What is it about traveling and trying out local dishes? What you are willing to eat while traveling reveals quite a lot about the type of traveler you are. These tiny, crawly creatures with tentacles, shells and meat inside did not look appetizing but we had to try.
Recommended by the front desk at the hotel, we had ours at Deanie’s Seafood one block away. How do you want it? Boiled with all the secret Cajun ingredients of course. To me, they are a cross between shrimp and lobster. Sometimes the thought of the long tentacles and legs made my throat hurt and itch (just my imaginations!)
Once the dish came with potatoes and butter, I noticed my adventurous son started giving a few excuses about having his soup first and he was not hungry yet, finally, he would not dig in.
Crawfish.org defined crawfish as freshwater crustaceans with 30 different species found in Louisiana's swampy wetlands.
Crawfish were once harvested in the wild. Since the 1960’s cultivation of crawfish in man-made ponds has become an important industry in Louisiana with 7,000 people depending on the industry for jobs and producing over $120 million annually. There are more than 800 commercial fisherman harvesting crawfish with annual combined yield of 75 million to 105 million pounds.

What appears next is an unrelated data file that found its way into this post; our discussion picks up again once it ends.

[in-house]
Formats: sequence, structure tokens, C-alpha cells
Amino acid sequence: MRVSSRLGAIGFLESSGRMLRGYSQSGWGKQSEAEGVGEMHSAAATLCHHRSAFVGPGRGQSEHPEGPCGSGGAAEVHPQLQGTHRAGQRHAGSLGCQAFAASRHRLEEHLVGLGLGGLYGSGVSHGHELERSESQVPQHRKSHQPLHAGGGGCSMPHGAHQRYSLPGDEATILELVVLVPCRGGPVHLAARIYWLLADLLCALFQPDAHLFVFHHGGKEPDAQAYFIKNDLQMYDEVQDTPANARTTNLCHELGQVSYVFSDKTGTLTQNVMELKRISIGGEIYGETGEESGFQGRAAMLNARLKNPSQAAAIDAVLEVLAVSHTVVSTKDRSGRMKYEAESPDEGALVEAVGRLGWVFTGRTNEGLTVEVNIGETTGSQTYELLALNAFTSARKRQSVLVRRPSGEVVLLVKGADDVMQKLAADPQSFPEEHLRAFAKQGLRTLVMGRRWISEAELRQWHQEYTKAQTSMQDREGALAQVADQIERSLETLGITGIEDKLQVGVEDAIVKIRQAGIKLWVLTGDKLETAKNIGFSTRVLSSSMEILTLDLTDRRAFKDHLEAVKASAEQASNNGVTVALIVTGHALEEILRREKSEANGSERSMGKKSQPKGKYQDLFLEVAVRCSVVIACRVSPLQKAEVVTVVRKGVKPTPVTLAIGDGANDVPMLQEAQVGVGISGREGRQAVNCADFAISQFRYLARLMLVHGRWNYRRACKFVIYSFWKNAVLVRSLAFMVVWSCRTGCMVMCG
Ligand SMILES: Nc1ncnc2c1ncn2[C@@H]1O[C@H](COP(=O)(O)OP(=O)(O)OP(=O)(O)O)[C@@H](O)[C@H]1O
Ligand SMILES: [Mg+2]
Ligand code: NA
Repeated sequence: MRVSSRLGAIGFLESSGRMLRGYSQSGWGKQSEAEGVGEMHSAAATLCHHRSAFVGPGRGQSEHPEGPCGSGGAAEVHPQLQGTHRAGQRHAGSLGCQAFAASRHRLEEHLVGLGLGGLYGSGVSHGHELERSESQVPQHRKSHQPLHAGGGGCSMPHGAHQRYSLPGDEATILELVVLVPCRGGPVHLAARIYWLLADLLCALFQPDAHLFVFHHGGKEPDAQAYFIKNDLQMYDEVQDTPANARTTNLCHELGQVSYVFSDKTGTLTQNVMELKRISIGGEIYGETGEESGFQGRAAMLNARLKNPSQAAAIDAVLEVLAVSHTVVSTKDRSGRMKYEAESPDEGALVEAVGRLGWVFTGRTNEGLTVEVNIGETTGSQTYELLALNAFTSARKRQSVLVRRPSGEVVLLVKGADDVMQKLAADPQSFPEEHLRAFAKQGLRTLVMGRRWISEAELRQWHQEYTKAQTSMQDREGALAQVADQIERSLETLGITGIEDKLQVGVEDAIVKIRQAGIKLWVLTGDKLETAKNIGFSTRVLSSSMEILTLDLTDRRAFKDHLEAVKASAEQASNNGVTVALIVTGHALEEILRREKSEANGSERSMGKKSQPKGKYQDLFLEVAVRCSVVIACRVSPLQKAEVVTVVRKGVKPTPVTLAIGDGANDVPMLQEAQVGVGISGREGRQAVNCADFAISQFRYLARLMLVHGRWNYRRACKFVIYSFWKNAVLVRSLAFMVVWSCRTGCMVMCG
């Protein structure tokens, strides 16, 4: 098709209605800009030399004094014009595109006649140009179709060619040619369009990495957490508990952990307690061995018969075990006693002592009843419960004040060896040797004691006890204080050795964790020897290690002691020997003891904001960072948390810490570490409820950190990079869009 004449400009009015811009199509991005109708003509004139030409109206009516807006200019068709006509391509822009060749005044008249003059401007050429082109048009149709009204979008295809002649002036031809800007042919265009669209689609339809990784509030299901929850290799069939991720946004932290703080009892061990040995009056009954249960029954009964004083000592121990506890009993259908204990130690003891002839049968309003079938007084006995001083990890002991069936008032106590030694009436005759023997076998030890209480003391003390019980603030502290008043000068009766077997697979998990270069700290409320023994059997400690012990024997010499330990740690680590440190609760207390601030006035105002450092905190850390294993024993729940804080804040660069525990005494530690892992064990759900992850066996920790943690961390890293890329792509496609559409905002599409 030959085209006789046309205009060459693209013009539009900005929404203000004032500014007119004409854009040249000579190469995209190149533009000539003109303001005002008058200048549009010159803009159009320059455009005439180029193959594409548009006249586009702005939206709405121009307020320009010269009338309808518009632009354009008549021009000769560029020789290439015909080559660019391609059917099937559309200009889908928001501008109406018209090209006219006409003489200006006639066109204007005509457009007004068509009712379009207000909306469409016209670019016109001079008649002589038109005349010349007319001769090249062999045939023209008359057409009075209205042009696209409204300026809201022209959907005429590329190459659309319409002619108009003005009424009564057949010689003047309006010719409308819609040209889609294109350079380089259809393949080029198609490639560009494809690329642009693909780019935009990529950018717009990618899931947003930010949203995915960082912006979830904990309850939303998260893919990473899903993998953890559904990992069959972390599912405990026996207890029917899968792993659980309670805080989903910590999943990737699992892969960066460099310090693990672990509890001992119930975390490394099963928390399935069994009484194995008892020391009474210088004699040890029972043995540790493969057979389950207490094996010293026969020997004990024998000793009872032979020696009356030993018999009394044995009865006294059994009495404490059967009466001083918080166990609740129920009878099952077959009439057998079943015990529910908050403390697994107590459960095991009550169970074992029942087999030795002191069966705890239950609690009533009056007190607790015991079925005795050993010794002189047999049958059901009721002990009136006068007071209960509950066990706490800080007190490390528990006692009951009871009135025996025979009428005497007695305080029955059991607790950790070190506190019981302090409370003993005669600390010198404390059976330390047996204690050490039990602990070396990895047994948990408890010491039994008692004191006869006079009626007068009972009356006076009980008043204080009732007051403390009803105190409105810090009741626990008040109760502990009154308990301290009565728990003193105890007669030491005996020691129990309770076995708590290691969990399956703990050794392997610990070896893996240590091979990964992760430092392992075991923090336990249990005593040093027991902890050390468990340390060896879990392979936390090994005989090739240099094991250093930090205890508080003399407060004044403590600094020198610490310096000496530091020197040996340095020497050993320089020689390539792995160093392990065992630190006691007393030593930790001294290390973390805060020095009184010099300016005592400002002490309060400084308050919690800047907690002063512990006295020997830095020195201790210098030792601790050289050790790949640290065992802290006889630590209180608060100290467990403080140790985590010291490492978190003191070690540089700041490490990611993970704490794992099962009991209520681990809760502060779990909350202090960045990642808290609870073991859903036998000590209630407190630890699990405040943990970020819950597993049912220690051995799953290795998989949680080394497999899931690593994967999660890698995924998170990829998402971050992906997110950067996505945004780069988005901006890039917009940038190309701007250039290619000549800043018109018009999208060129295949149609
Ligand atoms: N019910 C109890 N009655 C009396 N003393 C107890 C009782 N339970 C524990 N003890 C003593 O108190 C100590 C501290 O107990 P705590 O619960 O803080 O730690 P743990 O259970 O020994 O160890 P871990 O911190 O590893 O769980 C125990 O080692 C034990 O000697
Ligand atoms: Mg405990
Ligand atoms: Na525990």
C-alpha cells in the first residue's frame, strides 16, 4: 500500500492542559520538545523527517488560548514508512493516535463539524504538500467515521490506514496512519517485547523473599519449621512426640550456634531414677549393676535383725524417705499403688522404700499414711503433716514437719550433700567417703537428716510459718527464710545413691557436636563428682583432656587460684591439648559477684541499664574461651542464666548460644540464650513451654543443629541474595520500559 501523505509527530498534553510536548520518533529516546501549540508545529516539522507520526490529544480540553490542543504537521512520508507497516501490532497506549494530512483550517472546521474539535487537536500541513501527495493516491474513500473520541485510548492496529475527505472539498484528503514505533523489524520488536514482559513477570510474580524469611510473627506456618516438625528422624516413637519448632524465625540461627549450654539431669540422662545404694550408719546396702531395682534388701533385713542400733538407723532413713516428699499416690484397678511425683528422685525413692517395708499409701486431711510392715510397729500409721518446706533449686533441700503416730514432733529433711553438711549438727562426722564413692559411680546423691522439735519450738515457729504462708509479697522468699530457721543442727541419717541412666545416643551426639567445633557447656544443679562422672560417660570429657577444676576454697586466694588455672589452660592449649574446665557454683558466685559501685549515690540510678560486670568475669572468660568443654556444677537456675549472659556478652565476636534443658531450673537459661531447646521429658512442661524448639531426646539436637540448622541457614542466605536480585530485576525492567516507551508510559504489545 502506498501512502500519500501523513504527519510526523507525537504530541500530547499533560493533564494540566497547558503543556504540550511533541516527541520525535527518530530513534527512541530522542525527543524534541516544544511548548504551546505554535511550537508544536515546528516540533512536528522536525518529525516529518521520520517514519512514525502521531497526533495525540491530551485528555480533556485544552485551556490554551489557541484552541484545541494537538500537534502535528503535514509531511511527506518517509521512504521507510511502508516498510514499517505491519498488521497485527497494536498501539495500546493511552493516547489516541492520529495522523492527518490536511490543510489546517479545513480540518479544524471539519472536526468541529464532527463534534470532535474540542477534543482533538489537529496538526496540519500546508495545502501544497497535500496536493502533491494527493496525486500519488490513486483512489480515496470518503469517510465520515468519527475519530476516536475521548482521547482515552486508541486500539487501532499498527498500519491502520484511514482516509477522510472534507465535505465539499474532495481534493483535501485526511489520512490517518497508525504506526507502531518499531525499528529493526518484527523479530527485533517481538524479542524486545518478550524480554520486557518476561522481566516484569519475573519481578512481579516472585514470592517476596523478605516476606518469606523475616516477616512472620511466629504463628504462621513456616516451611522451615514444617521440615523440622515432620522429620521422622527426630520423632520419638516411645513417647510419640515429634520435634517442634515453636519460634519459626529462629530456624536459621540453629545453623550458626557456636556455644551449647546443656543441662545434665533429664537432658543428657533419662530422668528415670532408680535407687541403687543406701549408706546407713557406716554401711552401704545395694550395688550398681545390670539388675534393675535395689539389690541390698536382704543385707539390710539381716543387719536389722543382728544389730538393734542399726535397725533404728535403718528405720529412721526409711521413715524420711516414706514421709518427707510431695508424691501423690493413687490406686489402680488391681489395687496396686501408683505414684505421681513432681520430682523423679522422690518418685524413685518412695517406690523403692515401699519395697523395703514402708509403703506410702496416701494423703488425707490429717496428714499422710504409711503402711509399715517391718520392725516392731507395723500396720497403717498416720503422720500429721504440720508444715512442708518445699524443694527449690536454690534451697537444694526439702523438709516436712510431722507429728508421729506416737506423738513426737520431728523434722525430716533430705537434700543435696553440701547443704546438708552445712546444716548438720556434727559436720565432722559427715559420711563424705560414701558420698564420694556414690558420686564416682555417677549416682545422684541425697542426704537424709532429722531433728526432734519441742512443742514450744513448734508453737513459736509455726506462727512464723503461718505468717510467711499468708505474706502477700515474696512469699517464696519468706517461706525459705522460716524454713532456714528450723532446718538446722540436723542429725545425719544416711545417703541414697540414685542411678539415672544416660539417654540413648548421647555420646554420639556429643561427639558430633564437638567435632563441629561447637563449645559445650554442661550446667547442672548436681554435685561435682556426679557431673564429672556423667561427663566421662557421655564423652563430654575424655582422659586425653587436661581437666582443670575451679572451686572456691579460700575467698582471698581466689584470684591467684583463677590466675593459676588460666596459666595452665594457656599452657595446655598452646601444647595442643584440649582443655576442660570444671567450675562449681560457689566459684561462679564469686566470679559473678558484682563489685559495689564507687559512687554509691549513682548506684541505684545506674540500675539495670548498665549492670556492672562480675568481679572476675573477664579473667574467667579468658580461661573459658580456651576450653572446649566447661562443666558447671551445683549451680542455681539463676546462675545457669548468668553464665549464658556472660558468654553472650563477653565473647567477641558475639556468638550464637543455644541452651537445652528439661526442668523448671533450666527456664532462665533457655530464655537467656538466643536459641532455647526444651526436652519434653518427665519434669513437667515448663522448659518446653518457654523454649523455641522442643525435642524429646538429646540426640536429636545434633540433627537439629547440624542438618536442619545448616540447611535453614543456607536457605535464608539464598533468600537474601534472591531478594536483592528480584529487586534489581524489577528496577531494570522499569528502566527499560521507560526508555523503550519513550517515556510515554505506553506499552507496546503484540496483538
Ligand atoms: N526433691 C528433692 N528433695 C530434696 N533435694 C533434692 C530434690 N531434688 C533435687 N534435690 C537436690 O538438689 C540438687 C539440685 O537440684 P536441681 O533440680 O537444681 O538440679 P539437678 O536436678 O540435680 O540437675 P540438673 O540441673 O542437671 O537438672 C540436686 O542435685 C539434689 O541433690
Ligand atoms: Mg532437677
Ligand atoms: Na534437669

It is also known as mudbugs by locals and in New Zealand they have similar ones called crayfish.
The Crawfish organization in Louisiana is giving away a downloadable 26-page recipe book on the many ways of preparing crawfish. You can download on this link.
You can purchase live crawfish online from Deanie’s at $69.95 for a 35 pound sack. Crawfish has to be stored alive until cooked.
Have you tried crawfish? Are you an adventurous eater who would try all the local dishes at any travel destinations? Please leave your comment below.